[T]here’s a deeper issue which makes the Haredim particularly exposed [to coronavirus]. Their deep belief that they can’t be taught anything. There’s nothing new under the sun. That they were always here, learning Torah, and survived despite everything. So don’t tell them about COVID-19 and doctors. They have the best medicine, which science can never improve on. They call it Torah magna u’matlza – Torah protects and saves. But it’s not Torah, it’s the belief in continuity. 

Continuity is the biggest ultra-Orthodox myth. Their belief that their way of life is the thousands year-old Jewish tradition, and that all Jews in all time aspired to, until foreign ideas muddled them, was to study Torah their entire lives. Of course, this is an invention.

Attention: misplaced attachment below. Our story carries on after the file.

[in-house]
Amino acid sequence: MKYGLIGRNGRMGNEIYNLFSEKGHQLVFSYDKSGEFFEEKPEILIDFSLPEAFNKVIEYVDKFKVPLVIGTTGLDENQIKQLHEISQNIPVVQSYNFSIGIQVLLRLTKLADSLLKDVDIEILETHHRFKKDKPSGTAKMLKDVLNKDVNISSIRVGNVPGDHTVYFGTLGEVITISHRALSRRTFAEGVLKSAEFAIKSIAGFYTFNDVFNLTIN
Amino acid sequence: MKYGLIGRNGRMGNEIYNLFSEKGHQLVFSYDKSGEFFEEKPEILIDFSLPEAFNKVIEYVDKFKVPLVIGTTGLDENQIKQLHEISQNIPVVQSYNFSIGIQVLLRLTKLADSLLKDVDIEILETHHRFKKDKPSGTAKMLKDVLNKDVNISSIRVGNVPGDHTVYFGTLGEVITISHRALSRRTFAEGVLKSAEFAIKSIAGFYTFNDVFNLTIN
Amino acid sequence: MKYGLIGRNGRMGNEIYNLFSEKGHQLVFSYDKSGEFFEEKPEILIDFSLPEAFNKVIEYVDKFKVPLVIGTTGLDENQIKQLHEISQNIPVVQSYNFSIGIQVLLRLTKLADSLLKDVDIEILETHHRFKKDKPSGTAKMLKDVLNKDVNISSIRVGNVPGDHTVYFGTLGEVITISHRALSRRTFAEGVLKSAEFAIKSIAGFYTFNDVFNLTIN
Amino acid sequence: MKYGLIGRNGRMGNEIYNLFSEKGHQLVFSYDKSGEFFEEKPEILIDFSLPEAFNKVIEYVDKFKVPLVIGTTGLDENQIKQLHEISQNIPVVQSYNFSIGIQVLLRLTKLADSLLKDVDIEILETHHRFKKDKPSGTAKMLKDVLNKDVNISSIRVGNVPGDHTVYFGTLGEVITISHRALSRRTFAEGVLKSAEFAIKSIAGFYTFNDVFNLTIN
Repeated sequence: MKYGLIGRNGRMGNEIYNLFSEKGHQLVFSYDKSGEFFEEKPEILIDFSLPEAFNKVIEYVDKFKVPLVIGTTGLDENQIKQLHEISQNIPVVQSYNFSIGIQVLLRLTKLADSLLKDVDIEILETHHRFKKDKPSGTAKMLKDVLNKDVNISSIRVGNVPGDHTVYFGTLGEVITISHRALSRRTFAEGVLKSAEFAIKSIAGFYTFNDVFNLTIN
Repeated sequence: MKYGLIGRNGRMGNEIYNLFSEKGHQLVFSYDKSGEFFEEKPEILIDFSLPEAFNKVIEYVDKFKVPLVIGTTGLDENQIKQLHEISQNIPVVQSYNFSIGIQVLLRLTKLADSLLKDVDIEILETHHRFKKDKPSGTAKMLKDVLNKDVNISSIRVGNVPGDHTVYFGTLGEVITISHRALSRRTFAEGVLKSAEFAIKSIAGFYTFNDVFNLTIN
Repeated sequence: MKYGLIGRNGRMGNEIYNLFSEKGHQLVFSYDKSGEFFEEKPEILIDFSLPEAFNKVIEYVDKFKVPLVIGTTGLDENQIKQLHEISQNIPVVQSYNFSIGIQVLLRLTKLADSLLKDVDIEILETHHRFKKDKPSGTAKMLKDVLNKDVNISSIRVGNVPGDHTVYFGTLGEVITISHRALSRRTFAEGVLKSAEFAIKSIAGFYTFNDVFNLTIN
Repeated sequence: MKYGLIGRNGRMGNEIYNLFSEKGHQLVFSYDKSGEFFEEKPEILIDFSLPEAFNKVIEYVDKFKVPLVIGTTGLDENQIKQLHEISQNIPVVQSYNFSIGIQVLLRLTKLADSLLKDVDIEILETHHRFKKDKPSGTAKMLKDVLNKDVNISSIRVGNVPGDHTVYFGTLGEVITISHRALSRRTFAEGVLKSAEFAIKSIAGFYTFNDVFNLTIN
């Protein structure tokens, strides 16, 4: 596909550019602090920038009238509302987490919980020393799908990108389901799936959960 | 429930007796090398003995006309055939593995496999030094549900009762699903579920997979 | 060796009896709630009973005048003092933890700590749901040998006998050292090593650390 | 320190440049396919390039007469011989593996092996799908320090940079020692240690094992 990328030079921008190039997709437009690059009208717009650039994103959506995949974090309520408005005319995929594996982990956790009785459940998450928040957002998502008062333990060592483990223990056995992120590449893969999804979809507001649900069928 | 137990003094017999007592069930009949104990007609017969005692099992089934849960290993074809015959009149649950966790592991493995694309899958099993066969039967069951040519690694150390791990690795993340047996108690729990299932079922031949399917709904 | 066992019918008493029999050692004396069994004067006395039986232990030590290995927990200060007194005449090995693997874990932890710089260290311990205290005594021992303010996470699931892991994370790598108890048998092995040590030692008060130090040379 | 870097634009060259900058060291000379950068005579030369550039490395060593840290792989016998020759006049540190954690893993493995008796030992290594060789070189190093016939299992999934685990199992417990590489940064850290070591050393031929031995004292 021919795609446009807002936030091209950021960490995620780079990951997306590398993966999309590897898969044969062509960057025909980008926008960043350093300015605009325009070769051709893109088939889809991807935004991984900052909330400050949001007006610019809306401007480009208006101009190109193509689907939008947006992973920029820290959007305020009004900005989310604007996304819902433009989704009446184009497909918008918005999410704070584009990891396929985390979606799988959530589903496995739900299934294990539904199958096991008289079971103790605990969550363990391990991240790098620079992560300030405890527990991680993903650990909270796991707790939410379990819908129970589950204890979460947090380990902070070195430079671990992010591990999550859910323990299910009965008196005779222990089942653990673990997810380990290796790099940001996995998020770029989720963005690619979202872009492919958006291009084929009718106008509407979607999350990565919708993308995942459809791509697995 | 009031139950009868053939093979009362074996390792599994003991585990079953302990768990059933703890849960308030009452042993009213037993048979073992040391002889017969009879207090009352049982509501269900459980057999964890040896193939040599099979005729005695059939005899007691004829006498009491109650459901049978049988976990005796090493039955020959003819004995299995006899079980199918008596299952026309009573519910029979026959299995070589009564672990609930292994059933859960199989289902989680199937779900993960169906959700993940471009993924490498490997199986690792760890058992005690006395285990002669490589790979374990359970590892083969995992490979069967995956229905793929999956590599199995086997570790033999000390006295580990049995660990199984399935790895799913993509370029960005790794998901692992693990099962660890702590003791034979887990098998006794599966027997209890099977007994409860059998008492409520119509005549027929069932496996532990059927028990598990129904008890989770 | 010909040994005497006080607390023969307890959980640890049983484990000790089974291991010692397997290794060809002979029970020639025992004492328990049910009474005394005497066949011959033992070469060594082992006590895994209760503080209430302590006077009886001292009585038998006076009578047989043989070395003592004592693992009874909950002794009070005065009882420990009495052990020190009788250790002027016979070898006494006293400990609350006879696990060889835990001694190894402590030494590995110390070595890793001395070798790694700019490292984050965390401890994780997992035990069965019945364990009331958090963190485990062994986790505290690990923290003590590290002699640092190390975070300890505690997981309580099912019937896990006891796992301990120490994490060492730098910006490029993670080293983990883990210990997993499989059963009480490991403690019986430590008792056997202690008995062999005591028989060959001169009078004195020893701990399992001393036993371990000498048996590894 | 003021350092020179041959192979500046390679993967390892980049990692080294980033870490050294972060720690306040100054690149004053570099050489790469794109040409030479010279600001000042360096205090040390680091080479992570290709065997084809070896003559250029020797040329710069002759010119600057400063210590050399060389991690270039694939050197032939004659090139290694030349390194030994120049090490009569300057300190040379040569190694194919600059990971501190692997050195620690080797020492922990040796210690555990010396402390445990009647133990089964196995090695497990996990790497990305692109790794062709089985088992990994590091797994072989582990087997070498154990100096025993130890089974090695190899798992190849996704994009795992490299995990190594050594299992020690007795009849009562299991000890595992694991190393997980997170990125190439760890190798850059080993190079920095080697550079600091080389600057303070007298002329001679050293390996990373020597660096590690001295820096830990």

The Haredi ideology of voluntarily closing their community off from the world is about 200 years old and came about as a reaction to enlightenment and emancipation. The practice of every man studying Torah all day, every day, only exists from the mid-1950s when the concentration of most ultra-Orthodox Jews in Israel and the U.S. allowed them to live while learning, at poverty-level, but to live, in welfare societies.


Israel’s largest hospital has now banned haredim from its emergency room.

“When I see a Haredi person, I immediately think he has coronavirus,” a senior health official [comments]. “This is the right thing to do, it is our obligation to do it this way.”

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